Tuesday August 16, 2022

150 kms of Pak-Afghan border fenced, 150 of planned 443 forts built

December 25, 2017

PESHAWAR: The construction work on fencing Pakistan’s border with Afghanistan is continuing apace as 150 kilometres of the frontier has already been fenced.

Security officials told The News that the target for this year was to fence 120 kilometres of the border, but an extra 30 kilometres was also fenced due to the fast pace of the work.

“The major part of the fencing project would be completed by the end of 2018. It is a project of strategic significance and is being pursued with the utmost speed,” a security official said.

He said their target is to fence 832 kilometres of the border with Afghanistan in the next two years. “In the first phase, 432 kilometres of the border would be fenced at the most critical and crossable places. This fencing is much-needed and hence a priority. We refer to the second phase of the fencing project as ‘desirable’ and this would be completed next,” he added.

According to the security officials, fencing of the border in Bajaur, Mohmand and Khyber tribal agencies was a priority, but work was also continuing in critical areas bordering Afghanistan in Kurram, North Waziristan and South Waziristan also. They said concurrently fencing work was in progress on the entire Pak-Afghan border from Chitral district in Khyber Pakhtunkhwa to South Waziristan Agency in Fata.

All these areas fall under the command of the Pakistan Army’s 11th Corps.The fencing project would cost Rs10 billion. This doesn’t include the cost to be incurred on the intrusion and detection system to be installed on the border.

The project is so huge that 400 vehicles are committed round-the-clock for transportation of construction material needed for the fencing. A dedicated fabrication yard has been established for the purpose at Akora Khattak in Nowshera district of Khyber Pakhtunkhwa.

The logistics and manpower needs for the construction work are enormous. For fencing one kilometre of the border, 47 tons of stores are required and the cost comes to Rs14 million. Also, 7,000 man-hours are required for installation and fabrication work. On a daily basis, 14 army units of 12,000 men are on a daily basis employed at about 14 sites to do the job. This figures doesn’t include the civilians hired to work on the project.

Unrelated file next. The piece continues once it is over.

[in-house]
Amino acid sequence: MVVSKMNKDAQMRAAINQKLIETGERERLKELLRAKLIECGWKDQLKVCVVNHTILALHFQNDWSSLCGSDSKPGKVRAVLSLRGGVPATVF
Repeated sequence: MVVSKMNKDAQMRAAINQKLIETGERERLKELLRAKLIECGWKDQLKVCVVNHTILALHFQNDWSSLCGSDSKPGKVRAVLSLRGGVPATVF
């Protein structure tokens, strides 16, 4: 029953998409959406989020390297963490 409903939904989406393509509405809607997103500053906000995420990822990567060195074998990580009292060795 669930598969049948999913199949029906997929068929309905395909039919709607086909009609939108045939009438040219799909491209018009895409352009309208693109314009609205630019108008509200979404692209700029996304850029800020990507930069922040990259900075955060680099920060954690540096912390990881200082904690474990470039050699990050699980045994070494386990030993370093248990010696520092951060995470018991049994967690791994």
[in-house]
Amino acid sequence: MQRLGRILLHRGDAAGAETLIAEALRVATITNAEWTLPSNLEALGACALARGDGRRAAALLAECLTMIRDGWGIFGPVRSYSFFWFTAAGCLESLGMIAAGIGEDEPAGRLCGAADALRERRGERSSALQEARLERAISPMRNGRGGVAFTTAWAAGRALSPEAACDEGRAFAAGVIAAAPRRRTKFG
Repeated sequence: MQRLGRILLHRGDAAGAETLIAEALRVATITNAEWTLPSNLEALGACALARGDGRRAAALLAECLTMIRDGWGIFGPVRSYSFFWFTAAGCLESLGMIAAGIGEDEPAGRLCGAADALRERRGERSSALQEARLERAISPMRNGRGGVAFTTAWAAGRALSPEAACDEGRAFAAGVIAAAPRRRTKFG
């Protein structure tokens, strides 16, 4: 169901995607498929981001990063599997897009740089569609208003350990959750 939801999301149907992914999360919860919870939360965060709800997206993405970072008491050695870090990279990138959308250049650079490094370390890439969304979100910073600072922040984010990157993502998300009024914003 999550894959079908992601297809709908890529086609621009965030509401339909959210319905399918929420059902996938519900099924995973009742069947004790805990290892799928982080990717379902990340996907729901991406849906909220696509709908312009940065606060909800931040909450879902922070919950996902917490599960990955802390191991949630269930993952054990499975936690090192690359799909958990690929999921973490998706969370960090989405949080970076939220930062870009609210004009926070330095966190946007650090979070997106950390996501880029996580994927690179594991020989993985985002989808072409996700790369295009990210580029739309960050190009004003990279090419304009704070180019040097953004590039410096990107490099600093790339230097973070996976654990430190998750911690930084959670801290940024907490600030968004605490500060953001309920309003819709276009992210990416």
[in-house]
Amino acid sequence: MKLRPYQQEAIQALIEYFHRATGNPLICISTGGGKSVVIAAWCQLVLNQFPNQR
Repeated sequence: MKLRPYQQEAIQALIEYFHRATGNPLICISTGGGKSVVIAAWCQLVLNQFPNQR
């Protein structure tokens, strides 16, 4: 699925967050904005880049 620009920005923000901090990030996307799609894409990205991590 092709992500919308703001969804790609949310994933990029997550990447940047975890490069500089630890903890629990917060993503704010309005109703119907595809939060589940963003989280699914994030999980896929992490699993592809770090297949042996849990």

According to the security officials, more than a kilometre of the border is fenced every day. It sometimes comes to a quarter and one kilometres depending on the terrain, which is mostly mountainous and harsh.

The task of fencing the border is tough and challenging. Apart from the physical and logistics challenges, there are also security risks as militants based across the border in Afghanistan carry out fire raids and sniping to harm the soldiers and construction workers.

The Pak-Afghan border is about 2,500 kilometres long and porous. It has always been easy to cross and difficult to monitor. The fencing and the border management work is being done on the border linking Fata and Khyber Pakhtunkhwa with Afghanistan. No border management and fencing has been planned yet in Balochistan. A trench has been dug in parts of Balochistan’s border with Afghanistan.

The new border terminal at Torkham, which is the main official crossing-point between Afghanistan and Pakistan along with Chaman, is already functional. Officials said this has helped control illegal flow of people and goods and regular the movement across the international border. Two more terminals at Kharlachi in Kurram Agency and at Ghulam Khan in North Waziristan are under construction and would be inaugurated in January next year.

Another major measure for strengthening the border defence control is to build 443 big forts along the Pak-Afghan border. Security officials said 150 such forts have already been built. The target for constructing all the 443 border forts is one and a half to two years. These forts are in addition to the 1,100 border posts that have already been established.